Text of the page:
It’s interesting that in TOS, Captain Kirk describes himself as having been a super serious youth, “downright grim” in his academy days, meaning that the playful side he displays as captain of the Enterprise is something he had to grow into. 

And indeed, it’s something we can see him growing into as the characterization evolves from the very early episodes through the end of the series and the movies.

Yet the pop culture remembers only the finished product, which is flanderized into Playboy Kirk, which was used as the template for Chris Pine’s wild child Kirk in the reboot.

Taking Kirk’s own account of his academy days at face value casts the infamous Kobayashi Maru incident less as a puckish prankster’s smug ploy and more the act of a desperate straight-A student who couldn’t stomach failure.

On the other hand, we have Captain Jean-Luc Picard, whom Ted Cruz recently claimed was not a “complete captain” because he supposedly “lacks passion”… Cruz was wrong about Picard just as he was wrong about Kirk, but that’s okay as these are two of the least important things he’s wrong about, and he is also talking about the sort of received pop-culture wisdom about Picard, that he’s stiff and stuffy and by-the-books.

But when we learn about Picard’s academy days and his early career, we learn that he was more like Chris Pine’s young Kirk than young Kirk was: a bar-brawler, a womanizer, and all-around hell-raiser. Where Kirk had to learn to cut loose, Picard had to learn the dignity and restraint we associate with him.

And when Q gives Picard a chance to go back and avoid the mistakes of his youth, he winds up destroying his own promising career by turning himself into a middle-of-the-road milquetoast who never takes risks and never shows initiative… he takes back the take-back, having learned that his mistakes made him who he is.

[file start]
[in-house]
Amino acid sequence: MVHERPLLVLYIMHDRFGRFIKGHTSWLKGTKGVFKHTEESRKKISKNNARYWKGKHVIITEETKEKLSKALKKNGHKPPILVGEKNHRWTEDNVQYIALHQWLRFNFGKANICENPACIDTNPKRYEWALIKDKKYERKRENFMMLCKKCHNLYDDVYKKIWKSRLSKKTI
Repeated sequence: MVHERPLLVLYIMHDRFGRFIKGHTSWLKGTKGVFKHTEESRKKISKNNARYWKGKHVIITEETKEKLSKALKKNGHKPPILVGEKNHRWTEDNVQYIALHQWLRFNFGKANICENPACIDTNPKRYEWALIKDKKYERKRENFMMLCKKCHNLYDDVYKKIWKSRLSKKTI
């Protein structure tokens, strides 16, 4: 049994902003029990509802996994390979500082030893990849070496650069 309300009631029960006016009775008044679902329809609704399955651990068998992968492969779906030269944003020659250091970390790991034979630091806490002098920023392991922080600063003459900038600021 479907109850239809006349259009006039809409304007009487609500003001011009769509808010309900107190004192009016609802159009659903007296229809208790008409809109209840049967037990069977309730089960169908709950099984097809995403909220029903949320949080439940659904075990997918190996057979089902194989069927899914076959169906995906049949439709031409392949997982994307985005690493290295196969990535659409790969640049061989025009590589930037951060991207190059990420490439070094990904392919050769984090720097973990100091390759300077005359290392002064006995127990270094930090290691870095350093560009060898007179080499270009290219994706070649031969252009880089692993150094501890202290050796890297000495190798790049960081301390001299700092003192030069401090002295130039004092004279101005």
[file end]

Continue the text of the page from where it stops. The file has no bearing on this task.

Kirk never consciously gets the same do-over, rebooted timeline notwithstanding, but when alien phlebotinum confronts him with a simulacrum of the upperclassman who made his time in the academy hell, he is content to beat the heck out of him even at the cost of being seriously injured himself. 

Ted Cruz and J.J  Abrams and company both make the same mistake in regards to the most famous Enterprise captains: looking at snapshots of the finished product and imagining that what they are seeing is all that there is, all there ever was, and all there could be. 

Star Trek itself rejects this notion, emphatically.

How many times do skeptical superior beings decide to spare the Enterprise—either Enterprise—not because of something the humans on board do, but because of what they might grow into? 

Some of Kirk’s biggest character growth came in the last movie where he was the lead protagonist. Picard’s character was still learning and growing in the final episode of TNG. “The trial never ended,” Q reminds him. It never does. The growth never stops. The lesson never ends. 

To say that Picard or Kirk is “not a complete captain”, not a complete person… it misses the point that none of us are complete in a sense, in the sense that none of us are finished. We may be works of art, but we are works in progress. And if there are mistakes along the way… well, they might not all be “happy little accidents”, but they still must be incorporated into the piece.